“I’ve done nothing! I haven’t set foot into this place in decades! This is as disorienting for me as it is for you. I cannot change what my family has done to you, what Bella...” She clenched her jaw. “You understand nothing. You have no idea what my life has been like, and what I had to do just to survive.”

“You weren’t the only one who had to make sacrifices! My parents...” Hermione’s hands balled into fists.

“Tell me, Miss Granger,” Narcissa said and her voice dropped a register while she stalked closer to Hermione. “Did you fear one misstep would get you tortured and killed in your own house, by your own sister or her deranged Lord? Did you fear what they’d do to your son? That they’d brutalize him for your transgression? Were you told by your sister she’d gut your son like a fish if you dared to step one toe out of line? Did you share your living quarters with an unhinged psychopath who could read your mind? Did you live like this for months, not knowing when it would end? With a husband too cowardly and traumatized to be of any use to help protect your child?” Her voice broke, and rage still crashed through her, but now it merged with frustration about having shared this much with a witch who hated her, who could see to it that she landed in Azkaban. Narcissa trembled and stumbled back, her breathing shallow.

Hermione stared at her with wide eyes, but she remained silent.

“Your room is the second one to the right,” Narcissa said before spinning around and marching away.  


Hermione couldn’t tell how long she’d sat immobile on her bed, but by the time a semblance of movement seemed doable, night had fallen long ago, and inky darkness drenched her room. What was happening to her?

Her emotions had never been that volatile, not even right after Malfoy manor. Now, she went from being OK to losing her mind in a second, and without warning. She had no idea why seeing Crookshanks at Black manor made her lose her composure. Hermione didn’t want to bring up that night at Malfoy manor, and she most definitely didn’t wish to revisit Narcissa’s role.

She still remembered the blonde witch’s eyes on her when she’d lain on the floor. Those eyes hadn’t been cold and unmoving. They’d seemed full of sorrow and pain, though Hermione wasn’t sure if she’d seen what she’d wanted to see back then, some human connection that saw her as more than an unavoidable casualty of the war.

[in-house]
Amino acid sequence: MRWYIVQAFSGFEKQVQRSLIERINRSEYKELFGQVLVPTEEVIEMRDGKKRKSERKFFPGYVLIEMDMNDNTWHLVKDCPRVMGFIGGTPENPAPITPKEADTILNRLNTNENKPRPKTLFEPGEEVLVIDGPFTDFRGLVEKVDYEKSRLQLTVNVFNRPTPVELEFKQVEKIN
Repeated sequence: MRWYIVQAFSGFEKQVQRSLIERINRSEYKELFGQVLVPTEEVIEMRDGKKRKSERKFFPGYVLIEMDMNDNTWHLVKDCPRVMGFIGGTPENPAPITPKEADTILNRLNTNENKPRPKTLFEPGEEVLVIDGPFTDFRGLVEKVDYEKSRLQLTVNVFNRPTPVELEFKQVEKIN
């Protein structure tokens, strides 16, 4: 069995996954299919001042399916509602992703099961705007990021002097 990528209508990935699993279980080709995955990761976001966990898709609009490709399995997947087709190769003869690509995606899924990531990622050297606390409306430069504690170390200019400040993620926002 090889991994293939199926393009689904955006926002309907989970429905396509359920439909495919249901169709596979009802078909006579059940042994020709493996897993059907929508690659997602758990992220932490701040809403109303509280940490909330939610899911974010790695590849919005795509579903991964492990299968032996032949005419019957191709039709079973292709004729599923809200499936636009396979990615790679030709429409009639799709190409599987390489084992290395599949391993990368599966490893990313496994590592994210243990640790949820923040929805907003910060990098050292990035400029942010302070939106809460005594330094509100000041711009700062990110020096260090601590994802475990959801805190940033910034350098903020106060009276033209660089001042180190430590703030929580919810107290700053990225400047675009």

She regretted her outburst, and the grief she’d seen in Narcissa’s eyes haunted her. She didn’t dare to sleep for fear of nightmares. There was too much fuel for horrible dreams, and she felt drained just contemplating it. She wondered what Narcissa was doing. Was she asleep? What did she dream about? Would she leave without telling Hermione? She rolled her eyes. As if that were possible, the leaving part, at least. Should she apologize to the blonde witch? But no. They weren’t friends, and they were at Black manor, Narcissa’s childhood home.

She was involved somehow, and she could be acting and all that self-righteous anger... Hermione closed her eyes and shuddered. She canted and laid on her side on the bed. The plush sheets smelled of lavender. The scent triggered a memory, but it was too fast and dissipated as soon as it rose. What was wrong with her? Why was everything so heavy?


Narcissa paced in her room. Even that guest room didn’t look right. Who had decorated Black manor? Why wasn’t she informed of it? Bella hadn’t been back, and neither had Andromeda. The wards would have alerted her to anyone, even a person belonging to the Black line, who had entered the property. She owned Black manor since her parents’ passing. Her father had left it to her. Why? She never found an answer, for rightfully, it should have been Bella’s. Even Andromeda would have inherited it before Narcissa, had she not been disinherited for marrying that Muggle-born wizard.